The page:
PORTLAND, Maine — Promoters of Maine’s stake in Arctic policy often point to a map of the Northwest Passage, the sea route along the northern coast of North America that connects the Pacific and Atlantic oceans.
Newly ice-free shipping lanes in the Arctic will transform Maine’s sleepy ports into bustling gateways to East Asia, they say. Maine ports are situated closer to Asia than others on the Atlantic Seaboard. It’s just a matter of waiting for more ice to melt.
At an Arctic forum in Portland this week, Maine independent U.S. Sen. Angus King noted the historic journey of the cruise ship Crystal Serenity, which called on Bar Harbor, Maine last month after sailing from Alaska through the Northwest Passage.
“So that tells you how Maine stands to be engaged in this,” said King, who has long argued that Maine is ideally positioned to take advantage of new Arctic shipping routes.
But industry experts counter that there are many reasons why Maine ports will likely never see significant commercial ship traffic from the Arctic. And Maine port officials and some business leaders say that speculation about receding sea ice in the future distracts from the real trade and cultural connections that are already being developed between the state and communities in the North Atlantic and aren’t counting on melting sea ice to build trade.
“The advantage that Maine has — especially in respect to the North Atlantic and the Arctic — is that we are starting now,” said John Henshaw, executive director of the Maine Port Authority. “We are becoming engaged with these countries in an active sense today.”
Ties with northern countries such as Iceland and Norway are more important than proximity to potential Arctic shipping lanes, said Peter Handy, CEO of Bristol Seafoods, which imports line-caught haddock from Norway and thaws and processes the fish at its plan on the Portland waterfront.
“It’s not about one big thing,” he said of the state’s Arctic connections. “It’s about a lot of little things stitched together. ”
Portland is an example of how points far south are slowly but steadily engaging more with a changing Arctic. But while other ports talk of a grandiose but nebulous future, Portland’s doing important small things now.
Maine showcased its efforts this week as Portland hosted an Arctic Council Senior Officials meeting, the first such formal gathering in the United States outside of Alaska. More than 150 officials from eight Arctic nations, 12 observer nations and six groups representing indigenous peoples in the Arctic attended the closed-door sessions in Portland, a compact city of 67,000.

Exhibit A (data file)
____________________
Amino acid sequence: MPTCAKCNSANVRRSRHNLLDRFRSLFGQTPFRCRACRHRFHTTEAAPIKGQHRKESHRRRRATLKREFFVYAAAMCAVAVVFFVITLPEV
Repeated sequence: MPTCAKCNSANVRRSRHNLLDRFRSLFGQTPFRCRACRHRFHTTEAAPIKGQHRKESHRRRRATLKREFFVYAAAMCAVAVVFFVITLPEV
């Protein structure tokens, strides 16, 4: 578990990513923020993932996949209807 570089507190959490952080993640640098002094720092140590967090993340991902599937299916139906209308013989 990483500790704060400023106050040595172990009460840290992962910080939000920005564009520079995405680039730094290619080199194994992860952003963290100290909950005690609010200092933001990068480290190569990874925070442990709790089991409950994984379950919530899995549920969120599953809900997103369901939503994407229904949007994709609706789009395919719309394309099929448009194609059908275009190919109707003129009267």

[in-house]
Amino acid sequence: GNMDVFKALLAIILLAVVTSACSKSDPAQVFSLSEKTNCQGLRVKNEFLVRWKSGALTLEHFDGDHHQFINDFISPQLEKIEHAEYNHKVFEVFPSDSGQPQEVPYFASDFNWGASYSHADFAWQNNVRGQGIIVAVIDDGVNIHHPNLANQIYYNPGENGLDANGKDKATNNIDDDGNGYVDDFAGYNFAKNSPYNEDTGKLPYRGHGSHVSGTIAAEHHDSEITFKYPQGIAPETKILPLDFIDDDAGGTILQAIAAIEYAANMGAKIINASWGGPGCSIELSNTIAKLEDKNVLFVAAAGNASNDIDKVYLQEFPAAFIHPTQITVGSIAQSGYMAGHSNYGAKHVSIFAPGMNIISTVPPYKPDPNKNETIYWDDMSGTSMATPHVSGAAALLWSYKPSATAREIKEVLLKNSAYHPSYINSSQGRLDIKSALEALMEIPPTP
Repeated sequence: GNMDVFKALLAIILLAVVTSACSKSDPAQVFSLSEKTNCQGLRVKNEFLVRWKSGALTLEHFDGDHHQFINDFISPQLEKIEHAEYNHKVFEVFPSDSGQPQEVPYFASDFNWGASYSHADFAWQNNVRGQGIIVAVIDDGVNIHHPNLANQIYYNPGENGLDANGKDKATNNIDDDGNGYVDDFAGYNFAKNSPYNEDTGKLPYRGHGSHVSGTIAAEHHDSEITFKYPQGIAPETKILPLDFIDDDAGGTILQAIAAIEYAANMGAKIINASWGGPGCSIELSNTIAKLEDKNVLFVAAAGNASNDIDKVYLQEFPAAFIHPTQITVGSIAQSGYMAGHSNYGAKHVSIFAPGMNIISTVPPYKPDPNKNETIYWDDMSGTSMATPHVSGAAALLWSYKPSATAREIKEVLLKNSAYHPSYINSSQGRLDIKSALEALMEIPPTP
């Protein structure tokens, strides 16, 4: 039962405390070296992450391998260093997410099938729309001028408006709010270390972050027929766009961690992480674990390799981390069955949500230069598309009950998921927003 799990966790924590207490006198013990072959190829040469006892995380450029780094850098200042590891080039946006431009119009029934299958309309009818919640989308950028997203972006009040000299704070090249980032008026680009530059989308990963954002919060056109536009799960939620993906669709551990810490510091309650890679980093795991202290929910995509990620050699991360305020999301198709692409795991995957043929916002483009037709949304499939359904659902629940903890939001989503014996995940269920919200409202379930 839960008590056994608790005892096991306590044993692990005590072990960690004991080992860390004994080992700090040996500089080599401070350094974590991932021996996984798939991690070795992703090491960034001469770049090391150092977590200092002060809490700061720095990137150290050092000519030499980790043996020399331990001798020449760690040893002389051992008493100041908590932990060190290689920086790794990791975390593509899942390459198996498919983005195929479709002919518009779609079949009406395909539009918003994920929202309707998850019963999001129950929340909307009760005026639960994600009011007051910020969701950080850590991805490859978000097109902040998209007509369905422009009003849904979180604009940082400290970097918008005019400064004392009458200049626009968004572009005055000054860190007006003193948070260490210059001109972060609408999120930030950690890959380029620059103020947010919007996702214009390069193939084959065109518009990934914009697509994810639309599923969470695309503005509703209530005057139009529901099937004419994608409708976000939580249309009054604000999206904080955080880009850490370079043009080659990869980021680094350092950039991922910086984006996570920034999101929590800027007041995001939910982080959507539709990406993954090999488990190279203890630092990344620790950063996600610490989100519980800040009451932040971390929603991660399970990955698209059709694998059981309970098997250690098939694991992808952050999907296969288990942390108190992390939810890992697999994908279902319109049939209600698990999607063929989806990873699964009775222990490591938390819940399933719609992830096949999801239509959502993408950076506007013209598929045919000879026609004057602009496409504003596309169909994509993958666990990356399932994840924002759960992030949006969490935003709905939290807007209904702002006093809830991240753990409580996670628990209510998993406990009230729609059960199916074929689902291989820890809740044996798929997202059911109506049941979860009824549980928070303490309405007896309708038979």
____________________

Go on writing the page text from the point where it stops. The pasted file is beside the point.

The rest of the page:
Icelandic shipping company Eimskip hauled a shipping container to a downtown park and converted it into an art gallery to display portraits of crew members traveling between Portland and Reykjavik, Iceland, on an Eimskip vessel. The host committee invited a top chef from Greenland to prepare Greenland-inspired dishes at Vinland, a Portland restaurant that uses only Maine ingredients.
Retired U.S. Coast Guard Admiral Robert Papp, the U.S. special representative to the Arctic Council, took the wheel of the Bowdoin, a 96-year-old schooner, as it cruised around Casco Bay on an excursion with other council officials. The ship was built in a Maine yard specifically for Arctic exploration.
Maine’s economic ties to the Arctic go back at least 4,000 years when the ancestors of the Wabanaki people traded with tribes farther north and used the Ramah chert, a stone quarried from Ramah Bay on the coast of Labrador, as a form of currency, according to researchers at the Peary-MacMillan Arctic Museum and Arctic Studies Center at Bowdoin College in Brunswick, Maine.
In the 1800s, Maine fishermen sailed to Labrador to fish cod, and Maine scientists and adventurers followed. The most famous was Admiral Robert E. Peary, a Bowdoin graduate who lived with the Inughuit of northwestern Greenland and later claimed to have reached the North Pole with his expedition in 1909. He sailed into Arctic on a Maine-built steam schooner, the Roosevelt.
Maine has several scientific institutions doing work in the Arctic, and there are a lot of opportunities for scientists in Maine and Alaska to collaborate, said Dana Eidsness, director of the Maine North Atlantic Development Office.
She noted that Maine-based Bigelow Laboratory has recently founded a new research center focused on the Arctic and that the University of Maine’s Climate Change Institute has been undertaking glacial core samplings in the Arctic for more than four decades.
“These are all things we can bring to the table,” she said.
The Maine National Guard has joined the effort, working with counterparts in Alaska to form an Arctic Interest Working Group that aims to bring National Guard military leaders together to collaborate and share information about training opportunities in the Arctic. In 2014, the Bangor-based 101st Air Wing of the Maine Air National Guard tested advanced communications equipment while flying with the Canadian Air Force near Goose Bay, Labrador.